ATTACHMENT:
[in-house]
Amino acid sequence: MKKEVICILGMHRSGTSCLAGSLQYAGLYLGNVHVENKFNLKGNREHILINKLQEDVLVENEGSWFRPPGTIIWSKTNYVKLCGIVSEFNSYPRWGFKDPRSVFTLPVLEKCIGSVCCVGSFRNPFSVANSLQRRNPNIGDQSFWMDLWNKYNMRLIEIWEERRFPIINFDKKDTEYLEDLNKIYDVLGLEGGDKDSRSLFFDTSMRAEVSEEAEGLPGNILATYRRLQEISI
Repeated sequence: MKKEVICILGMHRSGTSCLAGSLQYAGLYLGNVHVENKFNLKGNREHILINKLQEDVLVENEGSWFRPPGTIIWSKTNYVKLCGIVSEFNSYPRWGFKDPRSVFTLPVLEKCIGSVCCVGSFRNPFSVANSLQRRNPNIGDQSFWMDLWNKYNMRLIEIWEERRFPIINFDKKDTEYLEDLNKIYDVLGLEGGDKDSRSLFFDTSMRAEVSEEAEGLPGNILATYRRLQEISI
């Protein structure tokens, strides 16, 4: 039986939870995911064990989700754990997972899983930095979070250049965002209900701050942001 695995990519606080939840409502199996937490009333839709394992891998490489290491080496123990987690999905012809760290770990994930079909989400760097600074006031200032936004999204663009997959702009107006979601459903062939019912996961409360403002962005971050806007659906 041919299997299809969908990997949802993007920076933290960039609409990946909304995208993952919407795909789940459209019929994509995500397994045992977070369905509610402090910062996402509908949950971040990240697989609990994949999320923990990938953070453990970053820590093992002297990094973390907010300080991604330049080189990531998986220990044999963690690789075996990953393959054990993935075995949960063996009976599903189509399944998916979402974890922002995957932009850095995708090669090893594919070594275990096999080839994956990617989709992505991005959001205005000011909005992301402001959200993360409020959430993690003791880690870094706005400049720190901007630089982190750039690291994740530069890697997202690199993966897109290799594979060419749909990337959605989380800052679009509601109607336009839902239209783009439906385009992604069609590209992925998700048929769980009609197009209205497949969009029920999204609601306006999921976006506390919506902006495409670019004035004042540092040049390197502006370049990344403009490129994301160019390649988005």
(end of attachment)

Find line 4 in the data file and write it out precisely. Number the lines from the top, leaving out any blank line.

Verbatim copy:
């Protein structure tokens, strides 16, 4: 039986939870995911064990989700754990997972899983930095979070250049965002209900701050942001 695995990519606080939840409502199996937490009333839709394992891998490489290491080496123990987690999905012809760290770990994930079909989400760097600074006031200032936004999204663009997959702009107006979601459903062939019912996961409360403002962005971050806007659906 041919299997299809969908990997949802993007920076933290960039609409990946909304995208993952919407795909789940459209019929994509995500397994045992977070369905509610402090910062996402509908949950971040990240697989609990994949999320923990990938953070453990970053820590093992002297990094973390907010300080991604330049080189990531998986220990044999963690690789075996990953393959054990993935075995949960063996009976599903189509399944998916979402974890922002995957932009850095995708090669090893594919070594275990096999080839994956990617989709992505991005959001205005000011909005992301402001959200993360409020959430993690003791880690870094706005400049720190901007630089982190750039690291994740530069890697997202690199993966897109290799594979060419749909990337959605989380800052679009509601109607336009839902239209783009439906385009992604069609590209992925998700048929769980009609197009209205497949969009029920999204609601306006999921976006506390919506902006495409670019004035004042540092040049390197502006370049990344403009490129994301160019390649988005």